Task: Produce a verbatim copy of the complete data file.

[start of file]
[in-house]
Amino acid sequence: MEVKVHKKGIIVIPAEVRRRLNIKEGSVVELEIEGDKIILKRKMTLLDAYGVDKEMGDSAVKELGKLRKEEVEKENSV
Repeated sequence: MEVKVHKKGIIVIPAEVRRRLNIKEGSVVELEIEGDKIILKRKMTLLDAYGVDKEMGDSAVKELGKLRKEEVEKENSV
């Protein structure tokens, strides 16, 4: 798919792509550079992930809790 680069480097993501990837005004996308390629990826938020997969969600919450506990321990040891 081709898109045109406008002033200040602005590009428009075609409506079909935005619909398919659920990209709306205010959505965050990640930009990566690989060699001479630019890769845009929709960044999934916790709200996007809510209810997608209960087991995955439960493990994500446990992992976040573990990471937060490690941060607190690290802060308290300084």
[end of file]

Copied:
[in-house]
Amino acid sequence: MEVKVHKKGIIVIPAEVRRRLNIKEGSVVELEIEGDKIILKRKMTLLDAYGVDKEMGDSAVKELGKLRKEEVEKENSV
Repeated sequence: MEVKVHKKGIIVIPAEVRRRLNIKEGSVVELEIEGDKIILKRKMTLLDAYGVDKEMGDSAVKELGKLRKEEVEKENSV
């Protein structure tokens, strides 16, 4: 798919792509550079992930809790 680069480097993501990837005004996308390629990826938020997969969600919450506990321990040891 081709898109045109406008002033200040602005590009428009075609409506079909935005619909398919659920990209709306205010959505965050990640930009990566690989060699001479630019890769845009929709960044999934916790709200996007809510209810997608209960087991995955439960493990994500446990992992976040573990990471937060490690941060607190690290802060308290300084």